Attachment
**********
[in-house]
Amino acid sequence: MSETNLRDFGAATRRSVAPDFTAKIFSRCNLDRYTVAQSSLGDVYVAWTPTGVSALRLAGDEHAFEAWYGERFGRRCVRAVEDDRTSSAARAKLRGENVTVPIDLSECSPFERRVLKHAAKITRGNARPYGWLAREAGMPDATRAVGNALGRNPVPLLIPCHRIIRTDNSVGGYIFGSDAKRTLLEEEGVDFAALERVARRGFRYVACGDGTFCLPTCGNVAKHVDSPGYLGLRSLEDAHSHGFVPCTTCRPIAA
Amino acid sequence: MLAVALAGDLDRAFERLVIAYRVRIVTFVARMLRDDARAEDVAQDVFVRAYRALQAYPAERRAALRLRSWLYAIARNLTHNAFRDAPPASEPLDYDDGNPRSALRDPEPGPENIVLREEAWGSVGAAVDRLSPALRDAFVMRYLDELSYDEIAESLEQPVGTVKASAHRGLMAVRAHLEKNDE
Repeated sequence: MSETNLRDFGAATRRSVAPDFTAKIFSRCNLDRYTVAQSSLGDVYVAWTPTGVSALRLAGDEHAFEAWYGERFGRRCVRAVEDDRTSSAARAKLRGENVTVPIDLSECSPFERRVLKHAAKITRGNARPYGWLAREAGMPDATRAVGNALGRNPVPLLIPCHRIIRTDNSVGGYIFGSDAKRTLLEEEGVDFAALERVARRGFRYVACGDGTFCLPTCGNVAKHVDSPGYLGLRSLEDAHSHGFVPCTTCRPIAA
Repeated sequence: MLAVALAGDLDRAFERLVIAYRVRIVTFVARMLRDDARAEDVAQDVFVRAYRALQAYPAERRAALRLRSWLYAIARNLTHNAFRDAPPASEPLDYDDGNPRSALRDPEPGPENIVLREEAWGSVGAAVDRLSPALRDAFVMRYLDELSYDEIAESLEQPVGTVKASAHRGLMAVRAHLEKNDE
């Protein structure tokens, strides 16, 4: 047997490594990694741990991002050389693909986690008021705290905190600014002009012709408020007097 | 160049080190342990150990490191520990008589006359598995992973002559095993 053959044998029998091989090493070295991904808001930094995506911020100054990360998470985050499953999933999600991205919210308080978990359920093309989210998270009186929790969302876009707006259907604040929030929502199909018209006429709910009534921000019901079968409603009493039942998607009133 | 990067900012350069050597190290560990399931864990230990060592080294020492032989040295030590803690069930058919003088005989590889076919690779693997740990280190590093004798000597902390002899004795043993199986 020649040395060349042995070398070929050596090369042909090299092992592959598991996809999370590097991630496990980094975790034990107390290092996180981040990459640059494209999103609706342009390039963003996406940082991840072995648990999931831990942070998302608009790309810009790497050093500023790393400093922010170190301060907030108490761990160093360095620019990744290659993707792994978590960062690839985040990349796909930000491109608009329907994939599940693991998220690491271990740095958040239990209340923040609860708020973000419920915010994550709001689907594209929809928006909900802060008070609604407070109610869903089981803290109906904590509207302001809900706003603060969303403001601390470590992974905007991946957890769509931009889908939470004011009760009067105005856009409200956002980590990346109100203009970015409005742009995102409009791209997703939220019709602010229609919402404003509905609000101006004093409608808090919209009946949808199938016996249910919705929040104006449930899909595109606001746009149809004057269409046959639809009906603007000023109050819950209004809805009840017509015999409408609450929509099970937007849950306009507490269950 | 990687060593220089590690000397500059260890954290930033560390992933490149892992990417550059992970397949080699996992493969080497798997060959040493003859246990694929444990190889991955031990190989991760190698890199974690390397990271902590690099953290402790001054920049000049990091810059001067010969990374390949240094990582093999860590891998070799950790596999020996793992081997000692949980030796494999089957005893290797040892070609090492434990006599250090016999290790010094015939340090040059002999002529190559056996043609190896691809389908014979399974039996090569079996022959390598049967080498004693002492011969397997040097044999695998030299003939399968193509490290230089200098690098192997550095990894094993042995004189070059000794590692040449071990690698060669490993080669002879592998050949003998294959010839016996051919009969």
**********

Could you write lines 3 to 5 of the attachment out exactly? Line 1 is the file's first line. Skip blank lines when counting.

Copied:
Amino acid sequence: MLAVALAGDLDRAFERLVIAYRVRIVTFVARMLRDDARAEDVAQDVFVRAYRALQAYPAERRAALRLRSWLYAIARNLTHNAFRDAPPASEPLDYDDGNPRSALRDPEPGPENIVLREEAWGSVGAAVDRLSPALRDAFVMRYLDELSYDEIAESLEQPVGTVKASAHRGLMAVRAHLEKNDE
Repeated sequence: MSETNLRDFGAATRRSVAPDFTAKIFSRCNLDRYTVAQSSLGDVYVAWTPTGVSALRLAGDEHAFEAWYGERFGRRCVRAVEDDRTSSAARAKLRGENVTVPIDLSECSPFERRVLKHAAKITRGNARPYGWLAREAGMPDATRAVGNALGRNPVPLLIPCHRIIRTDNSVGGYIFGSDAKRTLLEEEGVDFAALERVARRGFRYVACGDGTFCLPTCGNVAKHVDSPGYLGLRSLEDAHSHGFVPCTTCRPIAA
Repeated sequence: MLAVALAGDLDRAFERLVIAYRVRIVTFVARMLRDDARAEDVAQDVFVRAYRALQAYPAERRAALRLRSWLYAIARNLTHNAFRDAPPASEPLDYDDGNPRSALRDPEPGPENIVLREEAWGSVGAAVDRLSPALRDAFVMRYLDELSYDEIAESLEQPVGTVKASAHRGLMAVRAHLEKNDE